Sunday, August 21, 2022


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Heidi Kasa
Way back in the day, I took a qualitative methodology seminar (can't remember the name of it now) with Dr. SarahAmira de la Garza at Arizona State University. Her teachings have stayed with me, and so I must disclose that I consider Heidi Kasa a friend after interacting with her the past few months. Those who know me will know that despite that friendship, I can only respond to the release of her debut chapbook, Split, authentically.

Sometimes you’re faced with a task that demands what you’re not sure you have. But it is a task that tingles you in anticipation and plumbs your depths, seeks your best wherever it may lay.

Responding to Heidi Kasa’s Split, the 2022 offering by Monday Night Press, is such a task. For an aged one whose neural pathways have been patterned by a lifetime of reading, listening, and expressing in relatively linear and literal confines, the wide-ranging freedom of Kasa’s prose was a mind-muscle stretch. It pried open new crevices of thought and left me in a puddle of wondering.

Does the title, Split, refer to rips in time fabric? A split personality? The split between the actual and imagined self? Maybe it is referring to a split screen where you’re watching multiple movies in disparate dimensions simultaneously? Or perhaps it pertains to none of the above...or all of the above. Kasa dares you to untangle the strands of Amy and Dan’s relationship to each other and to themselves.

If standard fare with a tightly woven plot, with clearly delineated protagonists and antagonists, with beginning, middle, and end marching obediently in step to the beat of “normal” drums is what you seek, then saunter by Split with a wary glance. Yet, if a jagged journey into the space of a wondering, wandering mind unleashed beckons you, then open the pages of Split…and your mind.

At first glance you might think that Amy and/or Dan are the protagonists in this short story, and perhaps, in some sense, you’d have hit the mark. But the Now, the mischievous, nebulous, shapeshifting Now, snatches the stage from Dan and Amy’s lenses, fractures the inner scope of their tentative beings.

The Now always has the last laugh, dances the last jig as Amy and Dan struggle to embrace the cruel humor, to hear the mocking music. In Kasa’s words, “Sometimes the Now is slow and endearing, like cookies cooling off. Other times it stops you sharp and hard and you don’t ever want to get back to know it.” Kasa seems to dare the reader to put their finger on the elusively swirling Now.

this first chapbook offering from Kasa, a poet, a philosopher, a mom seeking to do her share to shape the world her little beings are to inhabit, is not the shiny, polished fare tailored for the masses. It is a challenge for questing minds, for reaching spirits to take up and treasure. It offers a glimpse of what is to come from one who dares to scoff at well-worn forms, from one whose literary chops are forming right beneath our thirsty eyes.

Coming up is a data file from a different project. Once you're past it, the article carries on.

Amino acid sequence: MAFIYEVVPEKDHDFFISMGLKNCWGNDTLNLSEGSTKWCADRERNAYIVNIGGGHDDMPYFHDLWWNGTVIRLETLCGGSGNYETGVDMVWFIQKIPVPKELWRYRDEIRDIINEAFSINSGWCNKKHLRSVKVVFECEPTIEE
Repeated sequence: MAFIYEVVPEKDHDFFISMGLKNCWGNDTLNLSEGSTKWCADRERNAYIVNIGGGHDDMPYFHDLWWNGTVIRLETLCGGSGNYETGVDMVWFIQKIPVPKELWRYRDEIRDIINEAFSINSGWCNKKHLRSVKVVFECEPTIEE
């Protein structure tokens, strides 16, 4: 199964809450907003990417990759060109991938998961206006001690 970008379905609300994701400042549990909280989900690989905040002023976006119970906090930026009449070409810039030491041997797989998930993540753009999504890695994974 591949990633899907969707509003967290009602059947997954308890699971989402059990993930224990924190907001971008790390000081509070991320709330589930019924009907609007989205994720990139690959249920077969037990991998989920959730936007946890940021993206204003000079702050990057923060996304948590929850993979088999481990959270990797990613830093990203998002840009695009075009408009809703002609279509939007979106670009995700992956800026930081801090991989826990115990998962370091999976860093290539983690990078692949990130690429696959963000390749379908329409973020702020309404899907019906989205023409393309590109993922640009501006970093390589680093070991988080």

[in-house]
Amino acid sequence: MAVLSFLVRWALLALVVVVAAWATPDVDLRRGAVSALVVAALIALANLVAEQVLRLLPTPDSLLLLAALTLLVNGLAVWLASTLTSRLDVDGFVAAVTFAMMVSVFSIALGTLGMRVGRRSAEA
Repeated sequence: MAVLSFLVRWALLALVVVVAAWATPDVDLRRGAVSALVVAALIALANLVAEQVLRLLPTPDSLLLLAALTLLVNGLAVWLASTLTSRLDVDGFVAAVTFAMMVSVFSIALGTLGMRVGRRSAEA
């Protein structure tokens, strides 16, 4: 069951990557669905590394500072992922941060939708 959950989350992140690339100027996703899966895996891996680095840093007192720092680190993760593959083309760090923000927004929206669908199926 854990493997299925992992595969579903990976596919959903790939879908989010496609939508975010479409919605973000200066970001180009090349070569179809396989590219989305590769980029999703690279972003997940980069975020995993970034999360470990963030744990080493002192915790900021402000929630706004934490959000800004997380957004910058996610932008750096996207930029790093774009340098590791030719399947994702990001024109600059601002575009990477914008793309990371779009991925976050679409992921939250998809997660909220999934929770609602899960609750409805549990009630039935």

Kasa leaves a trail of philosophical crumbs that congeal to make a meal throughout the work: “Odd things have to pile up to be noticeable and alarming.” “Sometimes in relationships, unseen parts of people turn visible and become connected.” “But the deeper you get into any world, the more interesting it becomes. Stay open. Find people who like opening.

And her poetic penchant populates the pages like dandelions in a green field of a summer’s day, using metaphors from film, photography, music, baseball…yes, her mind and words wander freely: “Dan either zooms toward her or Amy dollies toward him, the room stretching past as his dark eyes suck her in.” In the following passage, she combines music and film: “Sometimes he heard diminished notes more than augmented ones, but his axe remained unaffected. Maybe he didn’t have his money shot, but he felt the mise-en-scène was whole nonetheless.”

It is perhaps the variety of pools into which Kasa and Split dive that resulted in a glossary. However, I must confess that the glossary, a full third of the book, furrowed my brow. From my limited perspective, it did not add but pages to the work. It took me away from the free-flowing Kasa I had just read. But perhaps, for those unfamiliar with the wide range of fields into which Split treads the glossary will be nourishing.

That bit of dissonance notwithstanding, I purchased a copy of Split to send to my 
niece Joans, an aspiring author and screenwriter. It is my way of saying to her, “You need not limit yourself to the conventional. You can let your mind and heart roam where they will and weld their travels into fertile descriptions and Star trek destinations." In sum, a hit of Split took me on a trip of psychedelic wonder. Mayhap it will do the same for you.

Thanks to jessica wickens, editor in chief of Monday Night Press, for bringing Heidi Kasa’s mind, spirit, and work to light! You can better acquaint yourself with Heidi and her work at her website,, and check out one of her recent poetic expressions below or on the The Human Room Open Voice  (THROV) YouTube channel. 

1 comment:

  1. Thank you for sharing your work and for catching the typos Heidi!



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